As I was nearing college graduation 20 years ago, my friend Khoa and I had a discussion about what we were going to do next. He said he was applying for medical schools, but despite his stellar grades, he had received a few rejection letters.
He told me that some schools – the University of Oregon among them – had sent him letters telling him they were no longer accepting “international” students. But he knew what the letters really meant – the schools had simply reached their quotas of Asian students.
Yet despite his Korean name, Khoa had been born and raised in Mequon, Wisconsin. He was exactly as “international” as I was. Yet it was simply my grades that kept me from attending medical school, not because there was a surplus of lederhosen-clad medical students with German surnames roaming elite campuses.
The problems inherent in this brand of racial bean-counting reached their logical conclusion this week when parents said a man accused of rigging college admissions for wealthy people had urged some of them to list their children as favored ethnic minorities. William “Rick” Singer, a counselor who has now pled guilty in a highly publicized college admittance fraud case, allegedly told some parents that refusing to classify their children as African-American or Hispanic put them at a “competitive disadvantage” over other white students.
Such affirmative action-related shenanigans shouldn’t come as a surprise to anyone who hasn’t been adrift at sea for the past four decades. It was actually over 30 years ago that the unfortunately anachronistic film “Soul Man” made its debut, in which a white student played by C. Thomas Howell took “tanning pills” to gain favored entrance into his preferred school.
In 2016, a book written by Vijay Jojo Chokal-Ingam (brother of actress and comedian Mindy Kaling) detailed how he, too, misrepresented himself as African-American to gain entrance into a prestigious medical school.
“The data suggested that an Indian-American with my grades (3.1 GPA) and test scores (31 MCAT) was unlikely to gain admission to medical school,” wrote Chokal-Ingam, “but an African-American with the same grades and test scores had a high probability of admission.”
“I wondered if I could pull it off by being completely honest about everything except, of course, my . . . race,” he wrote. So he shaved his head, went by his middle name “JoJo,” and he got in. (And eventually dropped out.)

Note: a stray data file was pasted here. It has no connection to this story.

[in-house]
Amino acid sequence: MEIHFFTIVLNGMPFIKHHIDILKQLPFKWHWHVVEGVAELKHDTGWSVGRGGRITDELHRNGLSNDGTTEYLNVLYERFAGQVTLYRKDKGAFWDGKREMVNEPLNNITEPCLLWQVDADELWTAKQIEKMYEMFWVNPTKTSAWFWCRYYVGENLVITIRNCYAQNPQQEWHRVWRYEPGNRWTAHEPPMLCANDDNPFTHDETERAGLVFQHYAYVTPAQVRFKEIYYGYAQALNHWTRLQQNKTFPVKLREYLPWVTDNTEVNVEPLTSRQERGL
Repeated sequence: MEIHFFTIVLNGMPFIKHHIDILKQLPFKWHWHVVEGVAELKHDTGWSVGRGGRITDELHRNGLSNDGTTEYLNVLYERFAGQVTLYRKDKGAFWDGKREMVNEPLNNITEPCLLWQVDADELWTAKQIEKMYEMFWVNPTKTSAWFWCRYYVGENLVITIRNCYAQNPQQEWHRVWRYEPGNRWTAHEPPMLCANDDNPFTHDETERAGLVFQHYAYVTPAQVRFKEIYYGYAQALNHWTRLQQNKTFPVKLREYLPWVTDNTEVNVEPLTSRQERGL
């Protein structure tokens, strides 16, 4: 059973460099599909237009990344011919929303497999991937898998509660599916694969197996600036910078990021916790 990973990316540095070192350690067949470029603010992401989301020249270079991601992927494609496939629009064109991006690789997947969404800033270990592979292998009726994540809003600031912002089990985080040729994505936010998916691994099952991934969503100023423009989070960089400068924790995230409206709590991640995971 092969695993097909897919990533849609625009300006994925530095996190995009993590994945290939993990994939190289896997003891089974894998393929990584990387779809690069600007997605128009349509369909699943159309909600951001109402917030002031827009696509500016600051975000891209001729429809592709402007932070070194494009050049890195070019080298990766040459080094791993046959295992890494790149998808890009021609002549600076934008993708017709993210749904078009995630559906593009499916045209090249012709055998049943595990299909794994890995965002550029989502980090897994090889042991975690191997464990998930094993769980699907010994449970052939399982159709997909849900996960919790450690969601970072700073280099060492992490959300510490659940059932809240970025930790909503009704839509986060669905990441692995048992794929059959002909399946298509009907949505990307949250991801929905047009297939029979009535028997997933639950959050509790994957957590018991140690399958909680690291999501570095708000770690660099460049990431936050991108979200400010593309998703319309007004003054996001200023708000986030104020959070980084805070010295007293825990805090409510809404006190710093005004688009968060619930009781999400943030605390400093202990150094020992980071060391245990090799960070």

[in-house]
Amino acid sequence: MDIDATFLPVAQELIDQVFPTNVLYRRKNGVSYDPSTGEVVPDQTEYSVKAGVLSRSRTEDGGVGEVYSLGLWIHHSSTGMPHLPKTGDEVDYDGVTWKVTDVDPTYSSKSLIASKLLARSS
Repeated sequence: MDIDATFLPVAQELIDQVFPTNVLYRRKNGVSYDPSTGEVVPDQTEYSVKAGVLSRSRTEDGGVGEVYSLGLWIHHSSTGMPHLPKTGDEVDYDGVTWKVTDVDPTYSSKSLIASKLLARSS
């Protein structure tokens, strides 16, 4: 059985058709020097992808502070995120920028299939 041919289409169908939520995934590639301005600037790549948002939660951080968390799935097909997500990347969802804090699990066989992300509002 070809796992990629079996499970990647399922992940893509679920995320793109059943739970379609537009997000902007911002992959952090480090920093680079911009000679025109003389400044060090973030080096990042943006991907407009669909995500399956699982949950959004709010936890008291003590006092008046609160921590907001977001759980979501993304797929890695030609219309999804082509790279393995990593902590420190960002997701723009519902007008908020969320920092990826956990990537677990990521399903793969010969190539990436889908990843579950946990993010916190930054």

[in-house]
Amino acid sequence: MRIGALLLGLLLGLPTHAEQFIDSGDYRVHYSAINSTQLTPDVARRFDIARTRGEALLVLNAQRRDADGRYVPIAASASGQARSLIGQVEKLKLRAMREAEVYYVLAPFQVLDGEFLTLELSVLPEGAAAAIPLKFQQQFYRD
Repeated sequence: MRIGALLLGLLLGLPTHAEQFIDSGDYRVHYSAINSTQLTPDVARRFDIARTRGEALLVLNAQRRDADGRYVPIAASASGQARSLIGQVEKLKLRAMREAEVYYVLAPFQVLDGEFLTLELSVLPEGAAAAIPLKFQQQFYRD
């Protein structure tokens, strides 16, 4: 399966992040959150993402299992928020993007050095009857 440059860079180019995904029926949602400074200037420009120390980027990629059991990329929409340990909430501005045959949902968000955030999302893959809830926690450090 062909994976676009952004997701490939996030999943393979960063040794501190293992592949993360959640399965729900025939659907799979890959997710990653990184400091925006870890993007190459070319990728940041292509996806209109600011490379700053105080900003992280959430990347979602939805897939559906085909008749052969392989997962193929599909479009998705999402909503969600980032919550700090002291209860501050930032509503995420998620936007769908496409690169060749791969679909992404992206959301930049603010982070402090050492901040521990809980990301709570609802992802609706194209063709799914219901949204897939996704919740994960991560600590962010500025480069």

Yet with this more recent round of identity fakery, it is the purveyors of the scam that are being punished and the enablers – the universities desperate for “diversity” – are escaping culpability.
It is the universities themselves that are trying to manufacture an “ideal” racial makeup on campus, all but inviting such scams. It’s the same type of multicultural fever that rewards, say, a college professor who claims she is part Native American, when in fact a DNA test shows she may have only a hint of Native American genes. (And who consistently lied about never having claimed she was part-Indian.)
Clearly, lying about one’s racial identity is wrong – but in a country where racial makeup is growing more complex and college admittance is as competitive as ever, students can hardly be blamed for trying to give themselves a leg up. Colleges are basically begging to be duped – this is akin to publishing your HBO NOW login credentials online and politely asking people not to use your password to watch “Game of Thrones.”
Having evidently learned nothing, the College Board has opened up an entirely new avenue to fraud. The company says it will tack a new “adversity score” on to the SAT test to factor in a student’s socioeconomic upbringing, which is simply a race-neutral way of granting an extra benefit to African-American and Hispanic students.
Of course, the board has not said how this new score will be calculated. If it is up to the students to detail their own adversity, however, get ready for a torrent of Emmas and Liams complaining about the time wi-fi was spotty at stepdad’s house or how they once were forced to listen to an old person warning them not to run up credit card debt.
In other words, if you thought the creative writing portion of the SAT test was lively before, it’s about to get a lot more exciting. Ironically, for many students, the greatest adversity they will face is being discriminated against based on their names and skin color by race-obsessed college bureaucrats.